An oversight body for the U.S. Nuclear Regulatory Commission (NRC) has formally been asked to investigate former NRC Chairperson Kristine L. Svitnicki in her current role as a member of the Southern Company Board of Directors, according to a report today from banbalch.com, which operates under the CDLU public charity and advocacy group.
K.B. Forbes, CEO of the CDLU and publisher of the Ban Balch blog, writes under the headline "OIG Asked to Investigate Svinicki; FBI Probe of Southern Company Grows":
The Office of the Inspector General (OIG) of the U.S. Nuclear Regulatory Commission has been formally asked to investigate Kristine L. Svinicki, a Board Member of Southern Company and former NRC Chairman, for “any direct or indirect communication” between Svinicki and the NRC after she was appointed a member of Southern’s Board in October of 2021.
As Chairman of the NRC, Svinicki is restricted from contacting or communicating with the regulatory body under federal law, even if the communication was done through the embattled law firm Balch & Bingham, which represents Southern Company before the NRC.
An employee or member of a federal regulatory agency who participated personally and substantially in a particular matter involving a specific party… may never appear before or communicate on behalf of another with any federal department, agency, or court regarding that same particular matter. This is a lifetime restriction.
For particular matters involving specific parties under the employee’s or agency member’s official responsibility during his/her last year of government service, the employee or member of a federal regulatory agency is restricted for two years after he/she leaves government service from appearing before and/or communicating on behalf of another with any federal department, agency, or court regarding those same particular matters.
Is Svinicki an influential figure in the nuclear-energy world? Recent events suggest the answer is yes, Forbes writes:
Yesterday, Svinicki was elected member of the Board of Directors of Pinnacle West Capital Corp., the large utility holding company in Arizona, that operates three nuclear reactors. Unlike Southern, Pinnacle’s appointment comes more than two years after Svitnicki left government service.
Jeff Guldner, CEO of Pinnacle, stated, “Her vast experience in the nuclear energy industry and in government will be of great value to our company, not only from the perspective of our nuclear operations at the Palo Verde Generating Station, but also as we take advantage of opportunities in our evolving utility business.”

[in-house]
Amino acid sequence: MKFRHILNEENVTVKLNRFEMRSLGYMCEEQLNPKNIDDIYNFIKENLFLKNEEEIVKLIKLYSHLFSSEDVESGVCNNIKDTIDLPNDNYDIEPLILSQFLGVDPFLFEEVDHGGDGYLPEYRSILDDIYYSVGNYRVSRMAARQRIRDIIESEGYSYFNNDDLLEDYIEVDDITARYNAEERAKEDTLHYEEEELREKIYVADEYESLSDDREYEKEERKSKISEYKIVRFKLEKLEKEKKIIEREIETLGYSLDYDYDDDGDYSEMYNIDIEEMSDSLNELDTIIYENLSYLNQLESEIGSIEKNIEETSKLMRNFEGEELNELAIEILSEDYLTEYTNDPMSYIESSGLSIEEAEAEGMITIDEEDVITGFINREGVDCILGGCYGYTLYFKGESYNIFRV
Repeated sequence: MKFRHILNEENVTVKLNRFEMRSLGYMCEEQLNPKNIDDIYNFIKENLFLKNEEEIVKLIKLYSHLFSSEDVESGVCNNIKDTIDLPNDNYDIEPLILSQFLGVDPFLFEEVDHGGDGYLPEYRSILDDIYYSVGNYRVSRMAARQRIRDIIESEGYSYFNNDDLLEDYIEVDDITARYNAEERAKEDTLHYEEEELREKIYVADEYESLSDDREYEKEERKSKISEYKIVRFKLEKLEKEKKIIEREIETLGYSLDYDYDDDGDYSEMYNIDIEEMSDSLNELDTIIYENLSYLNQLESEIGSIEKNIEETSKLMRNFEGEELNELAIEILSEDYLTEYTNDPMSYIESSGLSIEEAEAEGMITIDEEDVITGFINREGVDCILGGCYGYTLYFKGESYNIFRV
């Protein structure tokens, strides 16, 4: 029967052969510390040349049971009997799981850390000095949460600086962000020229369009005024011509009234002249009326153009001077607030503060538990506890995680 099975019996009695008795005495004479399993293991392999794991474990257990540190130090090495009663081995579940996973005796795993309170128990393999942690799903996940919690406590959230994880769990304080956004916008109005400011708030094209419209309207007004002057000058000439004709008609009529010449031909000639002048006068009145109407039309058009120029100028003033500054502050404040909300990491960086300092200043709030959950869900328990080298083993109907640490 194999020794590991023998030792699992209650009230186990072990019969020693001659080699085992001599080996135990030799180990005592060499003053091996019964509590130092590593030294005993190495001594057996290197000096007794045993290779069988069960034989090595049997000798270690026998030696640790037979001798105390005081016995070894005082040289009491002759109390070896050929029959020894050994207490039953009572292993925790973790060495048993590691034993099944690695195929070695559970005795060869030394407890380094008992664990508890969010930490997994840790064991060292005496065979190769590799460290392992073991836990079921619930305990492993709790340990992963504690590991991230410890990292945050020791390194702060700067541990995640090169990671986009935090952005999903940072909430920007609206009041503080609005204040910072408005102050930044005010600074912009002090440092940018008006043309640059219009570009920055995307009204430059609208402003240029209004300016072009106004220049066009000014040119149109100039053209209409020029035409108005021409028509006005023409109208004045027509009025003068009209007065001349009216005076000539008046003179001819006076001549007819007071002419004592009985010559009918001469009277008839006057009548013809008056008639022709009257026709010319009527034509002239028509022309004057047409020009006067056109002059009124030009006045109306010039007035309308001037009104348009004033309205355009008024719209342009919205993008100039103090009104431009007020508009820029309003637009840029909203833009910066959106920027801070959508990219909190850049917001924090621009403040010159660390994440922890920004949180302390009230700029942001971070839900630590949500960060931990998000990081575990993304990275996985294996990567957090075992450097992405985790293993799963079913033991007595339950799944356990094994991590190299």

Will Svinicki announce her resignation from the Southern Company Board of Directors shortly?
Meanwhile, there is news regarding the filing of a Criminal RICO complaint against Southern Company, Forbes reports:
King & Spalding was hired with a seven-figure retainer to look at the criminal RICO enterprise including the inappropriate relationship between disgraced ex-U.S. Attorney Jay E. Town and ousted Alabama CEO Mark A. Crosswhite who are accused of obstructing justice in the North Birmingham Bribery Scandal.
Now, sources claim that the deferred prosecution agreement that King & Spalding apparently is seeking includes alleged criminal misconduct at the Vogtle Nuclear Power Plant and possible criminal findings by an FBI probe surrounding the Kemper Plant in Mississippi.
Both boondoggles have cost Southern Company billions in cost overruns and tarnished the utility’s reputation with gross mismanagement.
Cost overruns and construction delays apparently will be part of investigations into Southern Company's business practices:
In May of 2019, Southern Company acknowledged there was an FBI probe of the Kemper Plant. The Atlanta-Journal-Constitution wrote at the time:
Southern… reported in a quarterly filing that it could not determine the outcome of the investigation but that it ultimately might prove significant enough to materially affect the parent company’s financial disclosures to investors.
A Southern spokesman emailed The Atlanta Journal-Constitution Thursday that, “As this is an ongoing investigation, we cannot comment beyond what we provided in our filing.”
Sources claim that Southern Company is furiously conducting financial audits of both the Vogtle and Kempler cost overruns to complement the report by King & Spalding to be used to argue for a deferred prosecution agreement.
However, multiple victims of Southern Company’s criminal RICO enterprise have lodged formal criminal complaints with the U.S. Department of Justice and have asked to be consulted and advised before any deferred prosecution agreement is reached.